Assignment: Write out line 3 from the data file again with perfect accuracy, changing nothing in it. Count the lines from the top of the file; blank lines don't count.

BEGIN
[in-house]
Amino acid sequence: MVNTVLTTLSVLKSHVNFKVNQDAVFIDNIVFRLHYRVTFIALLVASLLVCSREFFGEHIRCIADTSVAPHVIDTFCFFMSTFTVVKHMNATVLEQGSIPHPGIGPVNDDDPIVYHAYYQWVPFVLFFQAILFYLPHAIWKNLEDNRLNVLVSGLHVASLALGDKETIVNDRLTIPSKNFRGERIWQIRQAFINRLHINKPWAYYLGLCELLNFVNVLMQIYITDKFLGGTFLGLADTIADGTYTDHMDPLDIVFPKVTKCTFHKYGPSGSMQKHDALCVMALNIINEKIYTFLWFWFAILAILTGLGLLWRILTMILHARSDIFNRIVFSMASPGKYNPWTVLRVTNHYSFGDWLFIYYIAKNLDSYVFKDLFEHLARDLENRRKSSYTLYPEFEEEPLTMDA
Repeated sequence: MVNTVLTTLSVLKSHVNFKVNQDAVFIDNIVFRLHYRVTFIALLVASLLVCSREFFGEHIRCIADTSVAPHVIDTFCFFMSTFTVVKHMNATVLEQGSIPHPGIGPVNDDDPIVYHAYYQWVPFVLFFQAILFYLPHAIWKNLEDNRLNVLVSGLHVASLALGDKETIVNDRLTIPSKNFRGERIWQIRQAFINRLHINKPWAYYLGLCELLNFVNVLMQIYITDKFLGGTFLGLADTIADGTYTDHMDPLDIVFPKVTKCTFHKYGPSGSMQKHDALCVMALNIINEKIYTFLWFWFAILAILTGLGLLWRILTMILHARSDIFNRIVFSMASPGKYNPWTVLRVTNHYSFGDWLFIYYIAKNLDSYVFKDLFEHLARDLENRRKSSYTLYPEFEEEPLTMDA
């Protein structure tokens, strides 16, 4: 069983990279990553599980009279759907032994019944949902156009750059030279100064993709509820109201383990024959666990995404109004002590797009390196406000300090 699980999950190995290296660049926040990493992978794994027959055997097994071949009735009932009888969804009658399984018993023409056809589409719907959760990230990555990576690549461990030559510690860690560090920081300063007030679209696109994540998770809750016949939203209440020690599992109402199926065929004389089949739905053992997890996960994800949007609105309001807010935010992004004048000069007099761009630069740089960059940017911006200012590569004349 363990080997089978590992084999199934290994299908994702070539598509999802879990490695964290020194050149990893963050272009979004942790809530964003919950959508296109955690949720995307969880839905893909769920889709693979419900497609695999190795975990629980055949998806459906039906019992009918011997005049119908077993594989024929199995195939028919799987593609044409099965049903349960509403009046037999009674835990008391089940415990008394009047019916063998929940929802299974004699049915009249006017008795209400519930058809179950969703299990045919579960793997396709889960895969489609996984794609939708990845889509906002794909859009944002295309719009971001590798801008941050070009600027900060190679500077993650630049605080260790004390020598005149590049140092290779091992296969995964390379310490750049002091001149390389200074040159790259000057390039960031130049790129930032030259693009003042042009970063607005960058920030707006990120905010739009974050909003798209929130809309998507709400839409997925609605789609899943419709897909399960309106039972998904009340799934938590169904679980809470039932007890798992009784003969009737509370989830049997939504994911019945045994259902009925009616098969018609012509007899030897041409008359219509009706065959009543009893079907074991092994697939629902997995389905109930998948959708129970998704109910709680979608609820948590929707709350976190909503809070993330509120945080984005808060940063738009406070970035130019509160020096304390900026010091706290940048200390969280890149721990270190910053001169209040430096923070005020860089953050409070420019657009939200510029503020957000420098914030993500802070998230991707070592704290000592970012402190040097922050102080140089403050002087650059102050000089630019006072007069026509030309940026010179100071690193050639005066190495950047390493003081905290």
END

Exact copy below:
Repeated sequence: MVNTVLTTLSVLKSHVNFKVNQDAVFIDNIVFRLHYRVTFIALLVASLLVCSREFFGEHIRCIADTSVAPHVIDTFCFFMSTFTVVKHMNATVLEQGSIPHPGIGPVNDDDPIVYHAYYQWVPFVLFFQAILFYLPHAIWKNLEDNRLNVLVSGLHVASLALGDKETIVNDRLTIPSKNFRGERIWQIRQAFINRLHINKPWAYYLGLCELLNFVNVLMQIYITDKFLGGTFLGLADTIADGTYTDHMDPLDIVFPKVTKCTFHKYGPSGSMQKHDALCVMALNIINEKIYTFLWFWFAILAILTGLGLLWRILTMILHARSDIFNRIVFSMASPGKYNPWTVLRVTNHYSFGDWLFIYYIAKNLDSYVFKDLFEHLARDLENRRKSSYTLYPEFEEEPLTMDA